The Australian Government’s $225 million Exploring for the Future Program, led by Geoscience Australia, has enabled the completion of MinEx CRC’s first National Drilling Initiative campaigns.
In late 2020 the National Drilling Initiative (NDI) completed two stratigraphic drilling projects in the highly prospective East Tennant and South Nicholson regions of the Barkly Tableland, Northern Territory. Ten drill holes in the East Tennant and one in the South Nicholson collected some of the first ever samples in underexplored regions that are prospective for mineral and energy resources.
Geoscience Australia’s Chief of the Minerals, Energy and Groundwater Division, Dr Andrew Heap, said the scientific importance of and potential resource wealth to come from these drilling activities cannot be understated.
“These drill holes will provide a whole new generation of geological knowledge and will support future resource exploration and discovery in these geological frontiers,” Dr Heap said.
“The Exploring for the Future Program played a key role in identifying the East Tennant and South Nicholson regions as high priorities for stratigraphic drilling through combining and interpreting historical data with newly acquired innovative geoscientific data.
“This new innovative data included seismic and magnetotelluric data, which provided clues that these were potentially prospective areas. Each drill hole was then designed to enable characterisation of the stratigraphy and improve our understanding of its geological evolution and resource potential.”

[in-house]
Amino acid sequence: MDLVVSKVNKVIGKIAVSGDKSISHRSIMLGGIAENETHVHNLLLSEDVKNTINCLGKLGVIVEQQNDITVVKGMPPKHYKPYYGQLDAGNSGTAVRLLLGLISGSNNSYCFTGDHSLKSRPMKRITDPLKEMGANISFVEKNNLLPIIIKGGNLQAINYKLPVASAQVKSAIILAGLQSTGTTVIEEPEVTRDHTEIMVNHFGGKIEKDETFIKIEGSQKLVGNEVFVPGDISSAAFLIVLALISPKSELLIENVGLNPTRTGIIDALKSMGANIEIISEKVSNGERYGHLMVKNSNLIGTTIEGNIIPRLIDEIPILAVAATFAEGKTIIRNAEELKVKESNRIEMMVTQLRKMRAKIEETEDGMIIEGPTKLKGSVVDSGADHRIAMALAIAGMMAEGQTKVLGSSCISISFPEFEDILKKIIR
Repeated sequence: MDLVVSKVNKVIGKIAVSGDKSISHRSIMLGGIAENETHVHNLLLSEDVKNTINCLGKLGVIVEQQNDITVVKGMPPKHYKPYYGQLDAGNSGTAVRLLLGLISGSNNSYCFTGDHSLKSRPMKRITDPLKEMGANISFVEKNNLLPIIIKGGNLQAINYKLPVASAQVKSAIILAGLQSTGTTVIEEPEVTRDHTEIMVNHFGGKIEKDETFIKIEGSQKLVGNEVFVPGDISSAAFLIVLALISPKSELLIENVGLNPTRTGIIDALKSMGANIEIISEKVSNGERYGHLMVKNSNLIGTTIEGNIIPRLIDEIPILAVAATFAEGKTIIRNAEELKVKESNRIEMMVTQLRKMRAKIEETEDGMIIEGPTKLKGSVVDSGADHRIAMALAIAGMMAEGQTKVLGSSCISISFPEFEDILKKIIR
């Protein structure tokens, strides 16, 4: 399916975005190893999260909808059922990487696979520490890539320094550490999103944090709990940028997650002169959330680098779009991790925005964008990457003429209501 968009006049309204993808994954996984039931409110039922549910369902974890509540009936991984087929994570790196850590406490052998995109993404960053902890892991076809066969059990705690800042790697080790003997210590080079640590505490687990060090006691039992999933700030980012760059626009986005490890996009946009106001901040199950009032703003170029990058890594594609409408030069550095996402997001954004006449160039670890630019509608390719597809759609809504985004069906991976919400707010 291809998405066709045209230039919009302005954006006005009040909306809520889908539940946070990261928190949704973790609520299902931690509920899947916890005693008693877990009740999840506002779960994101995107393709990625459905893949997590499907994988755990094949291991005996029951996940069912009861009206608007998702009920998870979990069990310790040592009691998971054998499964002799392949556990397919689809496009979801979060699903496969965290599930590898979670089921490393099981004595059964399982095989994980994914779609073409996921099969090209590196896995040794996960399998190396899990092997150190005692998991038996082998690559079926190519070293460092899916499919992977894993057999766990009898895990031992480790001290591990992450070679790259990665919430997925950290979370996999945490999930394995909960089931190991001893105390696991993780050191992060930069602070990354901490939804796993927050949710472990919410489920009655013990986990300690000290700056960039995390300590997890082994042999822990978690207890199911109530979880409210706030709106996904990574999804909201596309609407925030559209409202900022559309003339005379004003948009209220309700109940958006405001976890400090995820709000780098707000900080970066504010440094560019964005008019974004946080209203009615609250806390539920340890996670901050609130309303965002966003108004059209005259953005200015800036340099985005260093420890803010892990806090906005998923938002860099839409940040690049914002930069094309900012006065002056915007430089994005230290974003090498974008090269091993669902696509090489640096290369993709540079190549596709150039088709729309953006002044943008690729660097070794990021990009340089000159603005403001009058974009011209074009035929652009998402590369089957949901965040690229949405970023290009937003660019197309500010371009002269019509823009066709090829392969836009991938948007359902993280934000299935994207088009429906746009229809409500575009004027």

Dr Heap noted the initial samples from the drilling look very promising, with the interpreted age of the rocks supporting previous assumptions about their prospectivity.
“For example, the 1750m-deep NDI Carrara 1 drill hole in the South Nicholson was designed to capture geological and stratigraphic information from a previously unknown sedimentary basin,” he said.
“Initial results indicate NDI Carrara 1 intersected rocks of the Georgina Basin, possibly the South Nicholson Basin, and terminated in the Paleoproterozoic Isa Superbasin package.
“These rocks have the potential to host both mineral and energy resources.”
Drilling at East Tennant was designed to test basement rocks, concealed by hundreds of meters of younger sedimentary rocks, interpreted to be an undercover extension of the rocks that host copper-gold mineralisation in Tennant Creek further to the west.
“The East Tennant drilling campaign has unearthed samples from a range of igneous and metasedimentary rocks. Preliminary interpretations indicate that the rocks are age equivalent to those in Tennant Creek and support our earlier interpretations of the region’s prospectivity,” Dr Heap said.
MinEx CRC CEO Andrew Bailey said the NDI’s first stage had seen great collaboration between MinEx CRC, Geoscience Australia, and the Northern Territory Geological Survey (NTGS). Lessons learned from the East Tennant and South Nicholson will assist in future NDI campaigns moving forward.
“In addition to utilising conventional drilling methods, the NDI will deploy innovative mineral exploration technologies currently being developed by MinEx CRC and sponsoring organisations,” Mr Bailey said.
“These technologies will reduce the environmental footprint of the drill program (smaller drill site, lower water and energy usage), improve safety and deliver greater volume and detail of information at a lower cost.”
The NDI will provide a testing platform to refine and optimise these technologies, bringing them closer to market.
Executive Director NTGS Dr Ian Scrimgeour said the stratigraphic knowledge gained in this campaign will be used by geoscience agencies in future work.
“The NTGS was proud to provide direct contributions to the program and we’re looking forward to the new interpretations to come from this work,” Dr Scrimgeour said.
“The range of datasets and ongoing research activities on the drill holes will transform our understanding of mineral systems in the region, leading to better targeted exploration activities in the Barkly Tableland.”
The drilling data is expected to be released in early 2021 and a range of analyses to comprehensively characterise the drill holes will follow.